"I look for this to be the exact same situation - a lot of stuff being said, and in the end, when the research is done and (premature) conclusions aren't being made, the same result will happen."
That will ultimately be the NCAA's decision, though. And that could take time. The NCAA is known for deliberate investigative methods, and it doesn't discuss anything along the way.
UT officials said the school hasn't received an official letter of inquiry from the NCAA, but that doesn't mean one won't arrive. The NCAA often interrogates those on the outside before formally interviewing the college in question. Several programs, including Alabama, have been probed in a similar manner.
The NCAA already has spoken with at least four UT recruits, and at least two more expect talks by the end of this weekend.
Kiffin declined to name any opposing coaches who might have initiated the NCAA review, but he didn't seem surprised at the situation.
"I know we've done a phenomenal job, our staff has, in recruiting," Kiffin said. "I know that it's very competitive around the country with the kids that we go after, and within this conference. I think that any time you're operating at the level we're operating at in recruiting, people are going to come after us, and so they're going to question what we're doing.
"As the head coach, it's my job to make sure we're doing everything by the rules. And we are. We're excited about the direction we're going. People will always try to take shots at us, and they'll always try to bring us down, but it won't matter."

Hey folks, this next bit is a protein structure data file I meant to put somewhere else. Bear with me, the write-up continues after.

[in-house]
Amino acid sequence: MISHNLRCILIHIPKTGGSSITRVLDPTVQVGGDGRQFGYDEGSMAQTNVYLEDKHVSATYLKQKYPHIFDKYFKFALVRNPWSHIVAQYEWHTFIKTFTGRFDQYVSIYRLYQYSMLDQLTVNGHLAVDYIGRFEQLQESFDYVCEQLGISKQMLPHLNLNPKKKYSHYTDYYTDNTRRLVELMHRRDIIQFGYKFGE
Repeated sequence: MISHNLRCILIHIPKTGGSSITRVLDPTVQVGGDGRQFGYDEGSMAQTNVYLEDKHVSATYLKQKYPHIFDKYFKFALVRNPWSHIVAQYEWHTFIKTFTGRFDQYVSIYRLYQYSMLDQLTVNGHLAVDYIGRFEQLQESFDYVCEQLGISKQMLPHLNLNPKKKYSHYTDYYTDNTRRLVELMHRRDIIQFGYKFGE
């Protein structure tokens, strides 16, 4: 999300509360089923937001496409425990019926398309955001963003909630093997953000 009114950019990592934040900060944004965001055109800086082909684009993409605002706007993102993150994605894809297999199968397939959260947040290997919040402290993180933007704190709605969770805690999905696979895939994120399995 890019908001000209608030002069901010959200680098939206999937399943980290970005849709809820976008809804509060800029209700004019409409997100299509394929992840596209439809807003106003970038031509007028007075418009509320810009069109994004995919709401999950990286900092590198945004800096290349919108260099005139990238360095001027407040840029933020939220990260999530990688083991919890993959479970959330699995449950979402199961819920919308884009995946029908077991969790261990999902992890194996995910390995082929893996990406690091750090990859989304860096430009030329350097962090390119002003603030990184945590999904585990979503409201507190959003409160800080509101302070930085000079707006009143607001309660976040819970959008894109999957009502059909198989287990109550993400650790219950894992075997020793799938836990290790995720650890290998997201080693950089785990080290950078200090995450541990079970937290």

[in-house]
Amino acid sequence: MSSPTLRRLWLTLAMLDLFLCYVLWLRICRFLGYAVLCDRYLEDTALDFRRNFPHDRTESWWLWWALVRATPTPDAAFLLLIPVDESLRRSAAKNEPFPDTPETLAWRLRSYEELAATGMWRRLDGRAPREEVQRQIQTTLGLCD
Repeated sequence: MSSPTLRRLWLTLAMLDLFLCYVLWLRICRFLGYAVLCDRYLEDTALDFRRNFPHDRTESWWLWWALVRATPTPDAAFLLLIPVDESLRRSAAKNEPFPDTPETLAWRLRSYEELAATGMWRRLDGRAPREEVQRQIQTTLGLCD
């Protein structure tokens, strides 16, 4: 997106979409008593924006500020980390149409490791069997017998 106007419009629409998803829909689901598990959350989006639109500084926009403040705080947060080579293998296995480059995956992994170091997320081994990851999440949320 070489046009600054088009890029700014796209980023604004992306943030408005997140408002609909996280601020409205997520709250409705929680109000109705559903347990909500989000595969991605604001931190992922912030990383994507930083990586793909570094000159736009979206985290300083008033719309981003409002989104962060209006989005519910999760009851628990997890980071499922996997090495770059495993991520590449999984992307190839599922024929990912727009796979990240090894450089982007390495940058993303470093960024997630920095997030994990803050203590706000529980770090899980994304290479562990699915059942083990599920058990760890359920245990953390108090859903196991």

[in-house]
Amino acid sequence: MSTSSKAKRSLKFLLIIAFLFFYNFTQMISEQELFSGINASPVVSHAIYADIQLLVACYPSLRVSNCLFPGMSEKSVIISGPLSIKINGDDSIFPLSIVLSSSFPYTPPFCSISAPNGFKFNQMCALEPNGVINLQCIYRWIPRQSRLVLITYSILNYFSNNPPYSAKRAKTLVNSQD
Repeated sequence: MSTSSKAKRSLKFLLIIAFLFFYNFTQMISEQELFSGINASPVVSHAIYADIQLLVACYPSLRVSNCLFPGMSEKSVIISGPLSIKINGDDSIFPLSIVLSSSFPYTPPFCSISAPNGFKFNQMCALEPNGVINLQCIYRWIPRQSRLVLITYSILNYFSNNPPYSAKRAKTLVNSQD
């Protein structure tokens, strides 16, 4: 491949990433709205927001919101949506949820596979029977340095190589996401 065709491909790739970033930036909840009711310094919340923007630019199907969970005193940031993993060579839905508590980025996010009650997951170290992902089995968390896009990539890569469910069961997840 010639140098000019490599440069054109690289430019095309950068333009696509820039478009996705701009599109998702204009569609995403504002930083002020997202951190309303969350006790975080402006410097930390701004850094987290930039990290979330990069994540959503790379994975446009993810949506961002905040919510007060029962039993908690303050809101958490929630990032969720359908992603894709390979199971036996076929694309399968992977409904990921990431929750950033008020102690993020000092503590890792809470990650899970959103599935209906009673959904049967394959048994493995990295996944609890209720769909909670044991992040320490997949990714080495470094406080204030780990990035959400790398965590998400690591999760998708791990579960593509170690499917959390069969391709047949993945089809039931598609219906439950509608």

Kiffin said he hasn't been contacted by the Times regarding the story, and Hamilton wasn't notified until a few hours before the article was published.
Hamilton declined to comment on a single reporter or media outlet, but he admitted concern that the industry had reduced its traditional premiums on perspective and balance.
"Is our world different from where it was five years ago, or 10 years ago, or 15 years ago? From a practical, day-to-day standpoint, it's probably not a whole lot different in the terms of how football programs operate," Hamilton said. "But in terms of the attention that's garnered, and the accountability that is there, it's very different.
"What's bothersome sometimes is some of the things that do come out - in the national press, primarily - are sensationalized in such a manner that they get blown out of proportion. By saying that, I'm not saying that we minimize anything, as it relates to running our program in the right way. But I think it's very easy on the surface to read a ticker line, or read a little bit of a blurb in the newspaper, and start thinking about what that may mean, and making it perhaps bigger that it may be.
"In the end, something may be bigger, but it may not be. But we immediately, in today's world, make it bigger."
Other contacts for Wes Rucker are www.twitter.com/wesrucker and www.facebook.com/tfpvolsbeat.